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Category: General

November 16, 2017

proteinWe all need it but can too much protein in your diet be deadly? Almost all of us grew up hearing that you can have too much of a good thing. As children, we probably learned that the hard way by drinking too much soda, or by stuffing ourselves with extra Halloween candy. The result was never pleasant. Though overdoing sensible portions may not always be dangerous, it can certainly have disagreeable repercussions. This applies to most over indulgences, including food the body may need such as fats, carbohydrates — even proteins.

What are Proteins and Why Do We Need Them?

To imagine what a protein looks like, picture an open charm bracelet lying on a table from a distance. Each charm is visible but indistinguishable from the one next to it. As you get closer, those charms begin to have distinct shapes and sizes, each with their own meaning.

Under a microscope, proteins resemble that bracelet. They are long strands linking together their own ‘charms’ called amino acids, and each one has its own unique formation and ‘memory’ to perform its purpose.

There are twenty different amino acids essential to the human body, and each protein can have all or only some of the ones you need to remain healthy. All twenty of those amino acids linked to proteins are vital to overall health and body function. Some proteins have the complete twenty, while others have only a few. This explains the different sizes of strands attached to each protein. Any or all amino acids can also appear on the same strand hundreds to thousands of times in varying sequences.

These amino acids literally keep you alive, creating enzymes, hormones, and multiple body chemicals. They build and repair tissue, blood, muscles, cartilage, and bones. Protein provides energy and even reproduces more protein such as your hair, skin, and nails.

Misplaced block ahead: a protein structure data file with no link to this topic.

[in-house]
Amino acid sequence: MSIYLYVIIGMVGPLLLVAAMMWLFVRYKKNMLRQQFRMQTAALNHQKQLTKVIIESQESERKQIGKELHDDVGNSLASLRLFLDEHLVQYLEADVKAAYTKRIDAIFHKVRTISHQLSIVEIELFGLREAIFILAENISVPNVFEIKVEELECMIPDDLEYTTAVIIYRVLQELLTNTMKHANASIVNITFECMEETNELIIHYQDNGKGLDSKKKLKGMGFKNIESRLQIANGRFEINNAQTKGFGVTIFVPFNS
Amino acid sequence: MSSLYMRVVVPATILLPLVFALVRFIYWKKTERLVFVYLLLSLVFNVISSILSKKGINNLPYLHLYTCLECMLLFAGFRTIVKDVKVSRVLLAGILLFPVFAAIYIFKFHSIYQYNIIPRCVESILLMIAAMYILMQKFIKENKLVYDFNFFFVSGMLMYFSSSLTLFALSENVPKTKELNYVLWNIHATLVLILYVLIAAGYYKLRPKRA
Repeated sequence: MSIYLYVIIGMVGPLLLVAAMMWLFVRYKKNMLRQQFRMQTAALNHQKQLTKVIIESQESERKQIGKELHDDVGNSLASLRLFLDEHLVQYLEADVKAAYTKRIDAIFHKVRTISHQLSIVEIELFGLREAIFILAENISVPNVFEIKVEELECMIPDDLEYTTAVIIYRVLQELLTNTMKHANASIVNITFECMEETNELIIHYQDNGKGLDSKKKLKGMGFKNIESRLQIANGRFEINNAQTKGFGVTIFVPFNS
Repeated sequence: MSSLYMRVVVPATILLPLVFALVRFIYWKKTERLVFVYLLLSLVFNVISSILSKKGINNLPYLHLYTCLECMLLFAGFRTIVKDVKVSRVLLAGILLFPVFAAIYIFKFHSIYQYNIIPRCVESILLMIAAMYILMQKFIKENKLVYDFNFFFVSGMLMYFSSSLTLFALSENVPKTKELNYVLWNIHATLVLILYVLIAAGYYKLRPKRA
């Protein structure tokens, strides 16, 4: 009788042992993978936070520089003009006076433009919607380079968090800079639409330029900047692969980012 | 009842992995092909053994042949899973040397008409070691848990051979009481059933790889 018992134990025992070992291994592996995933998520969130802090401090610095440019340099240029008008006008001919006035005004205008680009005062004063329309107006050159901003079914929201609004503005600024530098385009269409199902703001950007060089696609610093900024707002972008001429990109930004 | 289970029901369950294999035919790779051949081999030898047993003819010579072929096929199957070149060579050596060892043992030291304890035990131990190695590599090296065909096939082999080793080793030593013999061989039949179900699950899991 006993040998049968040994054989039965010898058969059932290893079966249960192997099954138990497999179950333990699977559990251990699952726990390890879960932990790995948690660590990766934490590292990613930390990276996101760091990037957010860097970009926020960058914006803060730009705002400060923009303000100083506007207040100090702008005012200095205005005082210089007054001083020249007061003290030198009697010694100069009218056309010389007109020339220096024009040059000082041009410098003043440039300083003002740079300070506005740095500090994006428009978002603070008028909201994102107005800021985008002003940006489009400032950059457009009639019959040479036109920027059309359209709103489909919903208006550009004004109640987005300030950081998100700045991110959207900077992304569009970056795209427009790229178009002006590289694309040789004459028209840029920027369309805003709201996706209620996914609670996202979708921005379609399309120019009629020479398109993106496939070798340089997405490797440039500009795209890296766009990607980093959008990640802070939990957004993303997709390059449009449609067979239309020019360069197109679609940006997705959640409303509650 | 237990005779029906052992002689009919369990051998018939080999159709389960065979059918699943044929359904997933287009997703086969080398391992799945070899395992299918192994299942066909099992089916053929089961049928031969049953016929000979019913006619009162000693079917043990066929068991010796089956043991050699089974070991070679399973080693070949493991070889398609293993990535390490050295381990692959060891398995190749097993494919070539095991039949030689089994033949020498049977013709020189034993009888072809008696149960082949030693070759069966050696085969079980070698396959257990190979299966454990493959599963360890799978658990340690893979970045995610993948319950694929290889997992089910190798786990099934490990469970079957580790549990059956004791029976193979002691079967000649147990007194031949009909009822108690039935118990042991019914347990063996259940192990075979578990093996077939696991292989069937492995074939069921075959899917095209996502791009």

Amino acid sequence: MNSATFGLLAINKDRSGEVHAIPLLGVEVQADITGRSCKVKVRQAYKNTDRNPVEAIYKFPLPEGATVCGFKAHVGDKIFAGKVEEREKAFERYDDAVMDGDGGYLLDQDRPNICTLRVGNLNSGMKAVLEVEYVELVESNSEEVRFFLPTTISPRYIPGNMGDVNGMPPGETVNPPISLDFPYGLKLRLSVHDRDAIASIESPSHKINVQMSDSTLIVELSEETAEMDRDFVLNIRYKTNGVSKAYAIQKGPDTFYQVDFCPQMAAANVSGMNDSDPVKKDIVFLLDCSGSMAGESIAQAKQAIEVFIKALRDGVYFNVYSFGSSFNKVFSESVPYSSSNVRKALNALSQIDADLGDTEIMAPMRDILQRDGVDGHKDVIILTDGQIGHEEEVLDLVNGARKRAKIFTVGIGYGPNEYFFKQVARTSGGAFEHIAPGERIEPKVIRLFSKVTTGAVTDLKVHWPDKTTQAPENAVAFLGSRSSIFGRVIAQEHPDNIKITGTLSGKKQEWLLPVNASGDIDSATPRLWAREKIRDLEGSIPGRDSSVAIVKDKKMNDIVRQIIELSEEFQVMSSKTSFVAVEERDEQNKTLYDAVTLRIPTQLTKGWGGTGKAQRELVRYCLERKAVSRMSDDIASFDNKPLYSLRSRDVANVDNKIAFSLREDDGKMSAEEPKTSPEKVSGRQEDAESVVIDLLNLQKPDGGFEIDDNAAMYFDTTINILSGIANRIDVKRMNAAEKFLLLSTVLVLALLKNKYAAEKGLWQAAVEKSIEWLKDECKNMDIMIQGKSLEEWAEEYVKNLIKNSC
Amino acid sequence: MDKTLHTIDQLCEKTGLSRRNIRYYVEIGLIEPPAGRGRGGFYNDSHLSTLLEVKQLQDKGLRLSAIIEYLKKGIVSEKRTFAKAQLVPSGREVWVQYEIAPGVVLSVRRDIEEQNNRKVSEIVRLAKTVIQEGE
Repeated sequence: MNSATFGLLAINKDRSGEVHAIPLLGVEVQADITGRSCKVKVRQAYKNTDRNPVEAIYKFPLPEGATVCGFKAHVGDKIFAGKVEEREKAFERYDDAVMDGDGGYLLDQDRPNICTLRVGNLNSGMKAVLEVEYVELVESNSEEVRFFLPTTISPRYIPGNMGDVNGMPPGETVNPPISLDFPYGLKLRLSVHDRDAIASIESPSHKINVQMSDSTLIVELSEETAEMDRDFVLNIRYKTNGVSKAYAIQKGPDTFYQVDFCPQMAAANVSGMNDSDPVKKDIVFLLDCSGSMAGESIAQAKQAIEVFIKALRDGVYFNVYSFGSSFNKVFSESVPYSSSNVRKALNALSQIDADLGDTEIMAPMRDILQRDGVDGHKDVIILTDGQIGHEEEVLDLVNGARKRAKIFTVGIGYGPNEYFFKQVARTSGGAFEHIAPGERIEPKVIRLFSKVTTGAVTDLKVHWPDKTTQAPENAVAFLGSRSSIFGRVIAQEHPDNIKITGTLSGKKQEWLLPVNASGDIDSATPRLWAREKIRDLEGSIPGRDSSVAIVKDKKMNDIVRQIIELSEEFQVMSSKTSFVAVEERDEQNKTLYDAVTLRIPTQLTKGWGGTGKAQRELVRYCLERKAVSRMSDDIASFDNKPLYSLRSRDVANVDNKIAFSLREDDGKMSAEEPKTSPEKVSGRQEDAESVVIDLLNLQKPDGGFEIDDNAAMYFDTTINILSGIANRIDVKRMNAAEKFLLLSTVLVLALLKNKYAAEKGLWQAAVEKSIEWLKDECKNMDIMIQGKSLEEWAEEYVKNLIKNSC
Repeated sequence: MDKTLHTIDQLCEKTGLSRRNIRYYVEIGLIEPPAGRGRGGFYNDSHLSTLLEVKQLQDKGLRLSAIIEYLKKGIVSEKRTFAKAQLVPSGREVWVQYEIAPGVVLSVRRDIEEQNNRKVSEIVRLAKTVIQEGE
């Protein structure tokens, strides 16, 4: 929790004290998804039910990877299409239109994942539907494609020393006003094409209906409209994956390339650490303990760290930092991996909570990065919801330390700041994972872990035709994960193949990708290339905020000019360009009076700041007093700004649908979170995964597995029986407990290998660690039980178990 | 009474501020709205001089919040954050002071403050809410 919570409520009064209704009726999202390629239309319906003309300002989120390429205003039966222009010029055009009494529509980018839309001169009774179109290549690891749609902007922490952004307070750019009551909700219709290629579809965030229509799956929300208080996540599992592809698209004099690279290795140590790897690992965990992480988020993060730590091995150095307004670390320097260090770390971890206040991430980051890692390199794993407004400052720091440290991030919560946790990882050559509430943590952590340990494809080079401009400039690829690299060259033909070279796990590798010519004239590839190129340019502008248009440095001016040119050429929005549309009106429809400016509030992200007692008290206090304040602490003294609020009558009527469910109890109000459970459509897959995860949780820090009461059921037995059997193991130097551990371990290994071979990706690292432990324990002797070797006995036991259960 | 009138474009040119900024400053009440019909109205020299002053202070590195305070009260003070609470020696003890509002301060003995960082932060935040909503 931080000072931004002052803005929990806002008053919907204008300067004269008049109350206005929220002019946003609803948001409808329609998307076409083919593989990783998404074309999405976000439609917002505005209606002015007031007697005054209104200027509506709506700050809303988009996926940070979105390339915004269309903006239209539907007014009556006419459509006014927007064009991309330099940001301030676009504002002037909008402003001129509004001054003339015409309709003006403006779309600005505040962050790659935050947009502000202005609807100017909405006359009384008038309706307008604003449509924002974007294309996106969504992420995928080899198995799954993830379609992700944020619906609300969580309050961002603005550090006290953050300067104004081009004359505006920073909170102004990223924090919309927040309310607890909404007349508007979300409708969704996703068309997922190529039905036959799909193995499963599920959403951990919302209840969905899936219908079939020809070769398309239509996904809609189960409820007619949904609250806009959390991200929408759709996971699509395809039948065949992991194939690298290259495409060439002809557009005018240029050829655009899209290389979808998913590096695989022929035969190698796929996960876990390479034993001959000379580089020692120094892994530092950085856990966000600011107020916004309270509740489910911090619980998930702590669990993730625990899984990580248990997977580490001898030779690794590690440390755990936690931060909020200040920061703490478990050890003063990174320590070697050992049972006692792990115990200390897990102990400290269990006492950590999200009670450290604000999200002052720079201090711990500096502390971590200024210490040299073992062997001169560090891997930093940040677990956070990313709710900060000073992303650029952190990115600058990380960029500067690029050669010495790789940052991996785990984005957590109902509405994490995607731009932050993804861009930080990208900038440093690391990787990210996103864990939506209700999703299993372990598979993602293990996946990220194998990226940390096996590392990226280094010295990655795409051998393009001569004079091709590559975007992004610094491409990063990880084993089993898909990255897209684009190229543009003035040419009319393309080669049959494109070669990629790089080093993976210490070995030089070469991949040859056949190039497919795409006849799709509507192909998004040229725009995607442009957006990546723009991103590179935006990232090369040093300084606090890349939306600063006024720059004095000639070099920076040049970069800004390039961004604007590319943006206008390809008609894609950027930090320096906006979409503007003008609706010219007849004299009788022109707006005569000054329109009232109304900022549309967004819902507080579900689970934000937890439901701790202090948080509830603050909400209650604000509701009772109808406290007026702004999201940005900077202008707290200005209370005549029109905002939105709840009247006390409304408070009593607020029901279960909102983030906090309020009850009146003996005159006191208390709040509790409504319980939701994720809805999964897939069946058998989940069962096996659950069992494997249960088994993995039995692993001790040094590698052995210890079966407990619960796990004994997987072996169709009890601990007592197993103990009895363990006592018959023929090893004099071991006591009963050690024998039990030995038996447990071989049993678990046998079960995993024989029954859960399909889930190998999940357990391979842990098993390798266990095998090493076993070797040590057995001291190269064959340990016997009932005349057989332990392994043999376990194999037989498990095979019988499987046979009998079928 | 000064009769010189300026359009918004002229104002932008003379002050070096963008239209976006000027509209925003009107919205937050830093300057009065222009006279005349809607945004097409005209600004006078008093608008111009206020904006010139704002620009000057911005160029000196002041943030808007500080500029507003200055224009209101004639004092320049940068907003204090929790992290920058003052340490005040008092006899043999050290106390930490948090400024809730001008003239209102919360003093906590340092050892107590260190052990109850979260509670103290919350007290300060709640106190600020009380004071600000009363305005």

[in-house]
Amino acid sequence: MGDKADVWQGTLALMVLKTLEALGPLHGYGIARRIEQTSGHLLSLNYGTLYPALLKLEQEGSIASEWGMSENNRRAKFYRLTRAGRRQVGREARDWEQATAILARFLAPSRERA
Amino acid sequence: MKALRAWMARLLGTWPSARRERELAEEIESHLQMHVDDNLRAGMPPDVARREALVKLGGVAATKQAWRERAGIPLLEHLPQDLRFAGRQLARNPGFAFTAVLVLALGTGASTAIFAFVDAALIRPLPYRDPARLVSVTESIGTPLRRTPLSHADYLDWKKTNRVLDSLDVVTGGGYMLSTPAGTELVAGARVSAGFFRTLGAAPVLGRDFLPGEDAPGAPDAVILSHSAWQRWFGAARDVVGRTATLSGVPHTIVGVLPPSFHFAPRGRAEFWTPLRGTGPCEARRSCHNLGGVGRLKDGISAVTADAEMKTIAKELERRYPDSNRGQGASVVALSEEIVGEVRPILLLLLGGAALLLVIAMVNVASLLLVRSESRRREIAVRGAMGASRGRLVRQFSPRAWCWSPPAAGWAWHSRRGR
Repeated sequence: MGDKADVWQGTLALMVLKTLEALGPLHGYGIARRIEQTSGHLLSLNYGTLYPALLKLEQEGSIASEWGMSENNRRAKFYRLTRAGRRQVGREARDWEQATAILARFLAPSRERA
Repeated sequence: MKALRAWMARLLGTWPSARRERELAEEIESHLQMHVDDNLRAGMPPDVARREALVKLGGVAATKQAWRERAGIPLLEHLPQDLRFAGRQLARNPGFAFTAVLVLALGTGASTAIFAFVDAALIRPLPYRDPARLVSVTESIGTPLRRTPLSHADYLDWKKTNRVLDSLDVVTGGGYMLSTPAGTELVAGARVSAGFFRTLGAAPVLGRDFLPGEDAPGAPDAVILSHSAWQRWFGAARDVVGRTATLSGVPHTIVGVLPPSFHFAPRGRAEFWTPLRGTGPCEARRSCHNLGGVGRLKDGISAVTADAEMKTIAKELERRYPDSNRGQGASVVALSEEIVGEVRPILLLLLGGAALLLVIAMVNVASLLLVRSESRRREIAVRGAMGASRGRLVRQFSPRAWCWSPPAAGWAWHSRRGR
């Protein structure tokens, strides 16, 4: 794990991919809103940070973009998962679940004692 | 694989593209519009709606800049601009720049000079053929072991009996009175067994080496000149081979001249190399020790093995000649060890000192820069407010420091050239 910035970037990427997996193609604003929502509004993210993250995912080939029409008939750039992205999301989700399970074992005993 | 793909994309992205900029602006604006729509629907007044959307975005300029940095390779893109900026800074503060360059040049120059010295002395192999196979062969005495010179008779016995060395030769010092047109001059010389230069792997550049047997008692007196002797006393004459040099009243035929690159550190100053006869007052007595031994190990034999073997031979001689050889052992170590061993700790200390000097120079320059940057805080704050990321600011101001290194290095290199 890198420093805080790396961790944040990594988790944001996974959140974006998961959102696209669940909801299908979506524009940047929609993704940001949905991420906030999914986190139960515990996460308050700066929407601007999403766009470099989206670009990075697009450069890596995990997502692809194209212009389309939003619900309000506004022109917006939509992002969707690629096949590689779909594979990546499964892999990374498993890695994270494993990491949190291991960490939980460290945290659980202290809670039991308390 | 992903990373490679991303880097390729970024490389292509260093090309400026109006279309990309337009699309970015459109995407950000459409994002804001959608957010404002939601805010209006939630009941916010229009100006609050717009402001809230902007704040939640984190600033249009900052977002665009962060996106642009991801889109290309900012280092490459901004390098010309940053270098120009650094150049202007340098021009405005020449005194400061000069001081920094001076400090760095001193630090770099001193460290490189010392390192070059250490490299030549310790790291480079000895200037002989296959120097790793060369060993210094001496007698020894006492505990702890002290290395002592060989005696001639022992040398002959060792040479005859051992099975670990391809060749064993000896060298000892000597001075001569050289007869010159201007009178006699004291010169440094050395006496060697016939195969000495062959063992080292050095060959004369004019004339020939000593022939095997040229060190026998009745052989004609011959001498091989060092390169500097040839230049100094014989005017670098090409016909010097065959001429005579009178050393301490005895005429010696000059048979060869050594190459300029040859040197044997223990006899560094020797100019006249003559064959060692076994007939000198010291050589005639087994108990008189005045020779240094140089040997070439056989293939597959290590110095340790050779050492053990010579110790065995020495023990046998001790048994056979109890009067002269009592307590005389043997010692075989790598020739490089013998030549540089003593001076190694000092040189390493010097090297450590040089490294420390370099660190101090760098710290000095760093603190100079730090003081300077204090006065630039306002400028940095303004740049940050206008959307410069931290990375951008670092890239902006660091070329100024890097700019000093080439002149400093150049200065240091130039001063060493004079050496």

Where Do We Get Protein?

Mother Nature, in her wisdom, has provided this planet with everything we need to sustain human life, and that includes numerous sources of protein. Though the body produces many of the twenty vital amino acids, you still need roughly half from various foods. There are only a few complete food sources, and these are:

  • Poultry
  • Seafood
  • Red meat
  • Dairy
  • Eggs
  • Quinoa
  • Soy

Other foods rich in protein include beans, pulses, nuts, seeds, and legumes. The following are only a fraction of foods that fall into these categories:

  • Hummus
  • Lentils
  • Kidney beans
  • Alfalfa
  • Clover
  • Fresh peas
  • Chickpeas
  • Edible Beans
  • Sunflower seeds
  • Pistachios
  • Almonds
  • Peanuts
  • Pumpkin seeds
  • Cashews
  • Flax seeds
  • Walnuts
  • Sesame seeds

Yet another excellent source is protein powder.

How Much Protein Do I Need?

The recommended daily protein guideline is 1.6 grams per kilogram of weight. This means that a woman weighing 50 kg or 110 lbs. would require 80 grams or 2.8 ounces. This amount is not carved in stone. Many factors, such as lifestyle, activity level and individual health come into play. You may need more if you are very athletic, or possibly less if you lead a more sedentary life.